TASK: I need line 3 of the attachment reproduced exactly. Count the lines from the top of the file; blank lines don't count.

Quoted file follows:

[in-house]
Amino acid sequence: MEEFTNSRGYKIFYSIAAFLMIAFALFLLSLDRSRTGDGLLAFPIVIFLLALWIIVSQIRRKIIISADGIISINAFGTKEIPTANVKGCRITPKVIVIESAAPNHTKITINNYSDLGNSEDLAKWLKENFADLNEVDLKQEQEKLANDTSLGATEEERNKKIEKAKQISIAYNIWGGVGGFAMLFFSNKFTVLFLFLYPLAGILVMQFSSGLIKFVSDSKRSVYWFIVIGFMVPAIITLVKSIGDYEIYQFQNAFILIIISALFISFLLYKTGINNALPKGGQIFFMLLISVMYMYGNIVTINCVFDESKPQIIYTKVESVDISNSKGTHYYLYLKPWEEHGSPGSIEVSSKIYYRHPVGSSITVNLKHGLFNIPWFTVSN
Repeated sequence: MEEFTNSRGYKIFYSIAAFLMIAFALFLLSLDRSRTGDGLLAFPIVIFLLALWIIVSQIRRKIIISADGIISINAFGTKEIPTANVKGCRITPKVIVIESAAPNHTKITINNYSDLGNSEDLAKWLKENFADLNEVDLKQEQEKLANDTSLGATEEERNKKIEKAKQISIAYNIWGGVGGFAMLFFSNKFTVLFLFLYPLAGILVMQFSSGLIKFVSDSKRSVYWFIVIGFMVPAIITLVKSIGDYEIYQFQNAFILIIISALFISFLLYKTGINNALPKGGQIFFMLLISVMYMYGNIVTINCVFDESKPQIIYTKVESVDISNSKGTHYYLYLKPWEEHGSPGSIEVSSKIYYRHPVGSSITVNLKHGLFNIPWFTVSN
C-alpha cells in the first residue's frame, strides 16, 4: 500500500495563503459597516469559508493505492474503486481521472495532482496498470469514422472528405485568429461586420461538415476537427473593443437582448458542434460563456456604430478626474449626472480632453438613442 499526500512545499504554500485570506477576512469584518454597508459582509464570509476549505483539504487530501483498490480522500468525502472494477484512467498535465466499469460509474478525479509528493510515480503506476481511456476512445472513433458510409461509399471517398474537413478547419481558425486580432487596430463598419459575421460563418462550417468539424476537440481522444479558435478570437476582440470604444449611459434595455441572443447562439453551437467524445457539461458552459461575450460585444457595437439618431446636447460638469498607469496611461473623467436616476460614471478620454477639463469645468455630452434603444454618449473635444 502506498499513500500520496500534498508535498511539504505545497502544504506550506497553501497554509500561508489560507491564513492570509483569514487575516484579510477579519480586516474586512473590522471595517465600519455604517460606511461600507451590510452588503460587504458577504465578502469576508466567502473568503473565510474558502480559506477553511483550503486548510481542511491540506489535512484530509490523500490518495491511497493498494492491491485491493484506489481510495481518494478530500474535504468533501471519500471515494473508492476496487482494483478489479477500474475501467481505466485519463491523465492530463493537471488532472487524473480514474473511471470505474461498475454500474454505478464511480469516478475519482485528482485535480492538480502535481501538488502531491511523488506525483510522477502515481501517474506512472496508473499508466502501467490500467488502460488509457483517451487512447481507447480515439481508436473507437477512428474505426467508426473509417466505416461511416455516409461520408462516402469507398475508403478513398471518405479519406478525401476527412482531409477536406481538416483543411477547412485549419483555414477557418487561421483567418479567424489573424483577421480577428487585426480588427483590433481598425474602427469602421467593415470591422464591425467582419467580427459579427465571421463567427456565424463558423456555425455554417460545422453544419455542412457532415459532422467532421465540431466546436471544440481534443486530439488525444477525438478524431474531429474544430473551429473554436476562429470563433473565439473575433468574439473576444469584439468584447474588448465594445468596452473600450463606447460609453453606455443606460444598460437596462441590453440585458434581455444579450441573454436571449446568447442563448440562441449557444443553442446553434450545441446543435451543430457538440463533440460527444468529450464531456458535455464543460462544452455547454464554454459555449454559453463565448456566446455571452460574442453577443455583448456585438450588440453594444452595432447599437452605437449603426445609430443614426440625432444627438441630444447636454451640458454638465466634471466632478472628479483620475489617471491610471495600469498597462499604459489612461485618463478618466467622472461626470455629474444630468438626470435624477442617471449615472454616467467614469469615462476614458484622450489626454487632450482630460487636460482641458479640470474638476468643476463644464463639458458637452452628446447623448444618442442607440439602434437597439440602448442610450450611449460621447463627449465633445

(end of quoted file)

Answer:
Repeated sequence: MEEFTNSRGYKIFYSIAAFLMIAFALFLLSLDRSRTGDGLLAFPIVIFLLALWIIVSQIRRKIIISADGIISINAFGTKEIPTANVKGCRITPKVIVIESAAPNHTKITINNYSDLGNSEDLAKWLKENFADLNEVDLKQEQEKLANDTSLGATEEERNKKIEKAKQISIAYNIWGGVGGFAMLFFSNKFTVLFLFLYPLAGILVMQFSSGLIKFVSDSKRSVYWFIVIGFMVPAIITLVKSIGDYEIYQFQNAFILIIISALFISFLLYKTGINNALPKGGQIFFMLLISVMYMYGNIVTINCVFDESKPQIIYTKVESVDISNSKGTHYYLYLKPWEEHGSPGSIEVSSKIYYRHPVGSSITVNLKHGLFNIPWFTVSN